Six days old, Ivan Cooper slept peacefully in his mother's arms last week, unaware of the turmoil surrounding his birth.
Cooper was born April 11 at Mercy Hospital in Folsom. His mother, Simone Morin, wanted a natural childbirth, even refusing ibuprofen after nine hours of labor. His father, Dr. Daniel Cooper, is the hospital's former chief of staff who proudly delivered his son that morning.
Their celebration didn't last long. Within hours of his birth, the newborn was at the center of what the couple describe as a dispute between them and the hospital over the medical treatments that parents can refuse for their children.
The dispute escalated, the doctor and his wife said, when they left the hospital with the baby 12 hours after he was born against medical advice. Alarmed staff called Child Protective Services to report the child was in potential danger, they said.
"What was supposed to be a wonderful day turned into a very stressful one," said Cooper, 53. "If this could happen to me, a doctor with privileges at the hospital, how is an 18-year-old who may not know her rights treated?"
Now Cooper and Morin have filed a complaint against the hospital with the Joint Commission, a not-for-profit organization that accredits and certifies health care programs in the United States. Officials with the commission said they could not comment on Cooper's complaint.
Hospital officials also said they could not comment on the complaint, citing privacy and legal concerns.
In a statement, Don Hudson, president of Mercy Hospital Folsom, said: "Parents have the right to refuse treatment for themselves and their children. However, health care providers may be obligated to notify the appropriate authorities if refusing treatment places a child's health in potential danger."
Cooper and Morin deny their child was in potential danger. "He went home with his father, a doctor," Cooper said. "I'm stunned that they could think he was in danger."
Cooper and Morin had planned a stress-free home birth for their first child together. A midwife was on call. Labor was on a birthing ball. Lights would be dimmed.
Morin, 37, has a 5-year-old daughter, Isadora. Morin knew that she wanted a home birth for her second child. Cooper, who has a thriving family practice in Folsom with more than 10,000 patients, said he was reluctant. But Morin consulted with a midwife, prepared their Fair Oaks home and eventually persuaded Cooper.
Morin's labor went well at first. But when the baby showed signs of stress, Cooper insisted Morin go to Mercy Hospital in Folsom where he served a two-year term as chief of staff that ended in January. Working with the labor and delivery medical team which Cooper praised the physician delivered Ivan at 6:01 a.m. on April 11.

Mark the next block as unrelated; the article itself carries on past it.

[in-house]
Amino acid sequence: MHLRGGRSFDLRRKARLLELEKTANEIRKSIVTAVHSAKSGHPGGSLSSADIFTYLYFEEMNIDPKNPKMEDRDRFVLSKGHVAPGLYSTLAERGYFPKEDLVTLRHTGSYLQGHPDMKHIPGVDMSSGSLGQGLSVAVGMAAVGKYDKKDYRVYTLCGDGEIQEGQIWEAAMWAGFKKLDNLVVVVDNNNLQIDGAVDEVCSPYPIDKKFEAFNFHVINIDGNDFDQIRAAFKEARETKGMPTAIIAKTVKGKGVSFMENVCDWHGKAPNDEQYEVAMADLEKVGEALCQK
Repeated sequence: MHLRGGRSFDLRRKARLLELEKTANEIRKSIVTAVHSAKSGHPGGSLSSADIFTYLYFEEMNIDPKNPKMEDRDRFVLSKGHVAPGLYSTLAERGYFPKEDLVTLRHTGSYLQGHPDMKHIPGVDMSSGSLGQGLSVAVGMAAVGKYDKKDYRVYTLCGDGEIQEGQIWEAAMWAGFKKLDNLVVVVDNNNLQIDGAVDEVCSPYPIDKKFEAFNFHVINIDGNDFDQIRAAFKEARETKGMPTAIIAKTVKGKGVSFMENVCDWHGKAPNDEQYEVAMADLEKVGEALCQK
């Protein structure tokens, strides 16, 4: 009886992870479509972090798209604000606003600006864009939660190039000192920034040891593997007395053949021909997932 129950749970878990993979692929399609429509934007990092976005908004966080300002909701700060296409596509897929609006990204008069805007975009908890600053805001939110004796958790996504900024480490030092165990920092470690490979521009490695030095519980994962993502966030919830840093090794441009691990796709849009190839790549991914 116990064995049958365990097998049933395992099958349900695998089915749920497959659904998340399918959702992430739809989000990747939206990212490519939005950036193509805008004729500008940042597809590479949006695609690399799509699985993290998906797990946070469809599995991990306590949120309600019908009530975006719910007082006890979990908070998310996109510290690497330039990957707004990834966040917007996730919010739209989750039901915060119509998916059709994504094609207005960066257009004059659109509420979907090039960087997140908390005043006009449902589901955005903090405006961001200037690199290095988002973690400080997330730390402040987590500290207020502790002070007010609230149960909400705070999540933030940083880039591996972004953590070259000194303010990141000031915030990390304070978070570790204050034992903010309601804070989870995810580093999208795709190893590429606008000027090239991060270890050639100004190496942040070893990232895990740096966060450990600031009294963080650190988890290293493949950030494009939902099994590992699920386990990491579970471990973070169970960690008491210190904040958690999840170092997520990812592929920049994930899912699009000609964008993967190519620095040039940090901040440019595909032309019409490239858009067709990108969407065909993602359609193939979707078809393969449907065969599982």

The problems started almost as soon as the baby was born even the time of his birth is in dispute. His birth certificate states he was born at 6:06 am. His father insists it was 6:01 a.m.
Cooper said a doctor assigned to his son's care and a nurse entered Morin's room and began criticizing Morin's decision to have a vaginal delivery after having a C-section.
The new parents said they were at odds with the medical staff about treatment throughout the day, from when to bathe the baby the nurse wanted to wash him immediately, Morin wanted to wait to how to administer the vitamin K that is routinely given to newborns to help prevent a rare problem of bleeding into the brain weeks after childbirth. The doctor wanted to give the baby a shot, the couple said. Cooper brought the vitamin in liquid form to the hospital.
They said they disagreed about other treatments, including drawing blood for the baby. Cooper and Morin said their tone was calm. "There was no yelling or anything like that," Cooper said. "We just disagreed."
In retrospect, Cooper said he should have transferred his son to his care. "That way he would have been my patient and I could have discharged him," he said. But Cooper said he didn't want to do that out of respect to the staff.
After several hours of going back and forth, Cooper went home to pick up the baby's car seat. When he returned to the hospital, he learned the nurse had called Child Protective Services. The family all three of them left the hospital.
Officials with Child Protective Services said they also could not comment on the case, citing privacy concerns.
But the agency did issue a statement to the Bee: "Parents have the right to make medical decisions on behalf of their children, including declining health and medical intervention. CPS does not have the authority to intervene in these cases unless there is imminent risk of serious harm to the health of the child."